“GET OUT!” a girlish voice shouted in exasperation, unbelievably audible even from across the house, possibly even from across the town. Squealing boyish laughter followed it; fed on it.
“Get out, I said!! Get out of my room!!”
Jake laughed again, louder, nearly giggling with gleeful abandon. “I am out!” he howled back at her triumphantly. “I’m way out here in the hall!”
I didn’t need to get up to look; I could visualize the scene from where I sat cringing at the desk in my office. Jake standing grinning in the hall, gawking at his year-older sister through her open door, the tips of his sneakers defiantly resting just over the edge of her lintel.
“Go away!” Katie yelled, her piercing cry prompting the neighbor’s hounds into a frenzy of agonized howling. “I don’t like you!”
Jake only cackled harder, his small fists slapping like drumsticks against the hollow-sounding sheetrock.
“I mean it!! I don’t like you!”
“I don’ wike you eiver!” he hurled back indistinctly, still chuckling. From the muffled sound of it, probably poking his tongue out at her.
You’re not supposed to interfere, I reminded myself forcibly, massaging my temples in a futile attempt to flatten the thick, bulging veins that had popped out palpably from the sides of my skull. That’s what the parenting books said; let them fight it out amongst themselves. Easy for them to say, I grumbled internally. They didn’t have to suffer through the screeching.
“JAKE!” Katie shrieked suddenly, her voice rising to a pitch that pained my ears and carved a new crack in my glasses. “I – don’t – want – you – in – my – room!” she erupted, nearly breathless with childish fury and indignation. “Get – out!!” Apparently he’d crossed the line in teasing her; trampled the border between her space and his.
“What?!” he yelled back with mock innocence. “I’m not doing anything!” I heard rigorous, rhythmic tapping noises and pictured him performing a slap-happy dance-routine in the hall by her door.
Suddenly there was a loud thunk and a louder cry, a boyish yell of astonishment and pain.
“Uh-oh, Katie!! You’re gonna be in so much trouble! I’m telling!”
“Good!” she retorted scathingly, ostensibly unperturbed by the formidable threat. “I’ll tell what you did, too.”
“I don’t care! Oh no, I don’t! Oh, Mom! Mo-om!”
I wondered what the parenting counselors would think if I pretended I didn’t hear it. I wasn’t sure if I cared.
“Mom!” Jake yelled, bursting into my office with all of the sound and fury of a string of firecrackers going off unexpectedly in the middle of May. “Katie threw a shoe at me! Hit me right here on the head!” He pointed cheerfully at the nasty wound, a small pinkish tint barely visible beneath my fluorescent lights.
“Looks more like a sandal,” I contended calmly, bending closer to examine the visible results of the near-fatal blow. “You don’t seem hurt.”
“But I am!” he expounded happily. “You should punish her; yes, you should!”
“He started it!” Katie yelled, exploding in turn through my doorway as if her catapult was parked right outside. She glared hatefully at her little brother, the hotness of her anger causing the freshly watered leaves of my poor defenseless office plant to wilt in dismay.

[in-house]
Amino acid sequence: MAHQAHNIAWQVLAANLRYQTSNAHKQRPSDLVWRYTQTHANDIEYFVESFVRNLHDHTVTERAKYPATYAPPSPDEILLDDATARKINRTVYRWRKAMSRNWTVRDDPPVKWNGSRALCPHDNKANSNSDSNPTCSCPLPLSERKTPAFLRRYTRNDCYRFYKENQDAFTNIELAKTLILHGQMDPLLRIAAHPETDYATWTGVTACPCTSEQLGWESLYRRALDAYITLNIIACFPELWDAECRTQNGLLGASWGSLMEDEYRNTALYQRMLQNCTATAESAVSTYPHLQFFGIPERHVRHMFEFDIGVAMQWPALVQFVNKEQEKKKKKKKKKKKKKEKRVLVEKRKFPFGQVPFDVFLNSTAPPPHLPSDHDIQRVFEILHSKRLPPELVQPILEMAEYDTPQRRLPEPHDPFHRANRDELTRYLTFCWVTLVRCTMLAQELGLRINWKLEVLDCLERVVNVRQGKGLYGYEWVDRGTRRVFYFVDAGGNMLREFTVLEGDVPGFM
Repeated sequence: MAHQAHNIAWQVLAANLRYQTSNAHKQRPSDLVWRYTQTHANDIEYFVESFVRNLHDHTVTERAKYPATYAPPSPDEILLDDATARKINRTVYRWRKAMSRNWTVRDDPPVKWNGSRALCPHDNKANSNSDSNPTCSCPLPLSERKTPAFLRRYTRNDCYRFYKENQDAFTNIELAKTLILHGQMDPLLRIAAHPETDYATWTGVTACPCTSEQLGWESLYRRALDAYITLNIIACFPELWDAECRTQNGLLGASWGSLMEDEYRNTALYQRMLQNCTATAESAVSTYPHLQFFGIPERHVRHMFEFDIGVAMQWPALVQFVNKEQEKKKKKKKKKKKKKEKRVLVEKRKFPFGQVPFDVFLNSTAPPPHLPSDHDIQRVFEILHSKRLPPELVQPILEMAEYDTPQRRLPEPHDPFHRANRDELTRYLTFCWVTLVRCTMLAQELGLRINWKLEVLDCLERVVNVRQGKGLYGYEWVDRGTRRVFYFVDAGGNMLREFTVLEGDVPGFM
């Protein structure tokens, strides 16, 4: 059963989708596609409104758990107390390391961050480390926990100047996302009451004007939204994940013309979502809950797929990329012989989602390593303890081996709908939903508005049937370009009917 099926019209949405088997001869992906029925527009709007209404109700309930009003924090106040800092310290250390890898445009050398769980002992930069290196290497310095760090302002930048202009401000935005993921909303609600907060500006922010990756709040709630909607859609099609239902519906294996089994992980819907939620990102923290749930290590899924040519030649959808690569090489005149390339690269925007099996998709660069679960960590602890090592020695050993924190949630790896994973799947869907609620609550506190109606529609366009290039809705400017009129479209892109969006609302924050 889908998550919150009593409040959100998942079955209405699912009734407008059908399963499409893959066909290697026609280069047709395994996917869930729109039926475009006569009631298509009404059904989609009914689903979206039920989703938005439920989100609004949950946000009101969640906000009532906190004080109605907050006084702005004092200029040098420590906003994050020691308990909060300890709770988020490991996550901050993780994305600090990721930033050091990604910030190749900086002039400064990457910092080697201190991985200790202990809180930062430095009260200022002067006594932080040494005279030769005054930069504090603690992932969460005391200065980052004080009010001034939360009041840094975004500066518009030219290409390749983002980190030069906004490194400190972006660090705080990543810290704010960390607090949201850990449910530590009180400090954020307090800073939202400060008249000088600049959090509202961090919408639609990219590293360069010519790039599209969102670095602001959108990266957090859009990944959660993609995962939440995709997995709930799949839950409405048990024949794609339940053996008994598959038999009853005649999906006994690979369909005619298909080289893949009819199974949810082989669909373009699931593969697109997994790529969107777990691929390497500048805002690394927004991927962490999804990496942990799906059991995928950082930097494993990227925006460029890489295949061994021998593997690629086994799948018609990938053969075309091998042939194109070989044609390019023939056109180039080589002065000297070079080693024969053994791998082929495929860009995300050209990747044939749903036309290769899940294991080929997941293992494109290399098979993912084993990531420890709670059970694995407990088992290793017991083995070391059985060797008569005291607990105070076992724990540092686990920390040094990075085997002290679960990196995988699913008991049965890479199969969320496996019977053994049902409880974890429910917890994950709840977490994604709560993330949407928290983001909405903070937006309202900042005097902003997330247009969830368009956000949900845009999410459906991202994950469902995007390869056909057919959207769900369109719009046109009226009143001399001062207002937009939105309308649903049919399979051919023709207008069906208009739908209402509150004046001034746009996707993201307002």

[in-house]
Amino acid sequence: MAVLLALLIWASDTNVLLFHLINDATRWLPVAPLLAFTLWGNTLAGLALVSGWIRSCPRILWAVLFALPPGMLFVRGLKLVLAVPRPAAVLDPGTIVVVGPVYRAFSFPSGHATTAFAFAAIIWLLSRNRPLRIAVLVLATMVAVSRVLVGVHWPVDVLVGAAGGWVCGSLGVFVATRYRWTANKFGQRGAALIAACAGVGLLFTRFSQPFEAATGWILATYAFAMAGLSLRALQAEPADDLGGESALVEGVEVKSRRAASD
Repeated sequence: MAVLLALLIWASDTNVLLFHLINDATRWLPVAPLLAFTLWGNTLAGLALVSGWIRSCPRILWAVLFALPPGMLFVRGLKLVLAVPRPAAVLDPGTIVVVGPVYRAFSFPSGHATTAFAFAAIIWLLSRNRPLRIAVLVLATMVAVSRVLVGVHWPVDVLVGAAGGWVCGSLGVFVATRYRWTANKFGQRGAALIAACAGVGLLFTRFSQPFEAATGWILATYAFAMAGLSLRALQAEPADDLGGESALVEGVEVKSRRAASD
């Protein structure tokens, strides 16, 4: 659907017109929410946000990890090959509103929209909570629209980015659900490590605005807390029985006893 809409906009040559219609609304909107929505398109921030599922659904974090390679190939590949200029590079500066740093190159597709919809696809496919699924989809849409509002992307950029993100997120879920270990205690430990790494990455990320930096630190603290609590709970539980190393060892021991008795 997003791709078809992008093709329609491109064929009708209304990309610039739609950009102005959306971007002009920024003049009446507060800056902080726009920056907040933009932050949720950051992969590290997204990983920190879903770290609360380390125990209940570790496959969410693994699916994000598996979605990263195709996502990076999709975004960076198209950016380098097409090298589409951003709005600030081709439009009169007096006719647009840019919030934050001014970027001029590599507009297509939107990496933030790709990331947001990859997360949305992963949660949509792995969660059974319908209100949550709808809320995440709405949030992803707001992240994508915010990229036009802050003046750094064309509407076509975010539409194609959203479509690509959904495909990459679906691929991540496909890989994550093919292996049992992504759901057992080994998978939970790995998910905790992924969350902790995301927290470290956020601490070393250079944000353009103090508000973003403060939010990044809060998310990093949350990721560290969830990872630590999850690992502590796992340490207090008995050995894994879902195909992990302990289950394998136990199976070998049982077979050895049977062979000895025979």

“No, I didn’t, you did!”
“Yes, you did, you know you did!”
“I know you are, but what am I?!”
“I’m rubber and you’re glue…”
“GET OUT!!” I shouted suddenly, snatching up my plant and clutching it to my chest as if it were my one true friend. “Get out of my room!!”
They stopped. Turned to glance thoughtfully at one other and hushed. Retreated silently from my office, sadly into the unknown depths of the rest of the house, while I scolded myself over my own childish temper tantrum.
I can’t lie. I enjoyed the quiet in spite of myself.
An hour later I tiptoed gingerly into the empty kitchen, still feeling a little guilty over my impatient outburst and considering whether I ought to compensate with everyone’s favorite dinner and maybe ice cream to boot. Through the wide doorway down the hall I could see them: my two kids lying serenely next to each other on the living room floor, companionably assembling a five-hundred-piece jigsaw puzzle I’d gotten them for Christmas. Their argument as long forgotten as Mom’s unusual fit of anger, their renewed friendship ensured as long as the delicate balance between sibling love and sibling rivalry was carefully maintained. A balance that might be upset by the smallest act, the tiniest sound, the most frivolous word, the most meager interruption to their peaceful co-existence. Maybe they had something there, after all, those parenting books with their recommendations of non-interference.
I ducked unnoticed back into my office; returned to the smooth stillness of my walls and my work, reassured that my children were safe, my family once again loving and intact. A short time later my husband came in from the garage, the blissfully quiet haven in which he’d passed his leisurely afternoon, his work-boots clunking hard against the laminate flooring as if entirely unconcerned about who heard or observed them. “We got a while until dinner?” he boomed, thrusting aside the door of my office with a bang and energetically brushing the dust from his big black mustache onto my still-quivering houseplant. “I was thinking of patching that hole in the living room wall,” he continued, staring at me curiously as I leapt from my rocking, rolling chair, waving my hands incomprehensibly in a frantic effort to shush him.
“Late dinner tonight,” I whispered, silencing his half-uttered response with a kiss while I wondered how many minutes or hours the newfound peace might reign in our little kingdom if only we left our children alone. “But stay out of their room.”